This query (with different name instead of "jack") happens many times in my slow query log. Why?
The Users table has many fields (more than these three I've selected) and about 40.000 rows.
select name,username,id from Users where ( name REGEXP
'[[:<:]]jack[[:>:]]' ) or ( username REGEXP '[[:<:]]jack[[:>:]]' )
order by name limit 0,5;
select type: SIMPLE
possible keys: NULL
key len: 452
extra: Using where
If you must use regexp-style
WHERE clauses, you definitely will be plagued by slow-query problems. For regexp-style search to work, MySQL has to compare every value in your name column with the regexp. And, your query has doubled the trouble by also looking at your username column.
This means MySQL can't take advantage of any indexes, which is how all DBMSs speed up queries of large tables.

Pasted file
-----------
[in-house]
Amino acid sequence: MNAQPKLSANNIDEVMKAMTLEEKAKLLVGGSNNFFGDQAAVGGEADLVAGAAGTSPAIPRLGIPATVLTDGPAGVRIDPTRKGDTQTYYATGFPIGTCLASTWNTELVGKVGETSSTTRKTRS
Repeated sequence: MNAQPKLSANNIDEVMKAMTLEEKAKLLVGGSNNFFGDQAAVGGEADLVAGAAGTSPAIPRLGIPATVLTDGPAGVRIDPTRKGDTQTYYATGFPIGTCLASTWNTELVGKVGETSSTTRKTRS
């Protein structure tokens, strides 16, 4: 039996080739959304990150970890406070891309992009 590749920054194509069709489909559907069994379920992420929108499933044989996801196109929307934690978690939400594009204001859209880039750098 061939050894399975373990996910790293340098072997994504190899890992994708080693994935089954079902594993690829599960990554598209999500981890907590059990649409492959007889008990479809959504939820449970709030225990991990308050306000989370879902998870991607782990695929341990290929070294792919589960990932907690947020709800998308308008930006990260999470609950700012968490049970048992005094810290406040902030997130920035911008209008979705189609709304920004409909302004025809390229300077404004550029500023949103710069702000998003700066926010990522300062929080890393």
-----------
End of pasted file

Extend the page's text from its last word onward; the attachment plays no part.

There are a few things you can try. All of them involve saying goodbye to REGEXP.
One is this:
WHERE name LIKE CONCAT('jack', '%') OR username LIKE CONCAT('jack', '%')
If you create indexes on your name and username columns this should be decently fast. It will look for all names/usernames beginning with 'jack'. NOTICE that
WHERE name LIKE CONCAT('%','jack') /* SLOW!!! */
will look for names ending with 'jack' but will be slow like your regexp-style search.
Another thing you can do is figure out why your application needs to be able to search for part of a name or username. You can either eliminate this feature from your application, or figure out some better way to handle it.
Possible better ways:
All of these involve some programming work.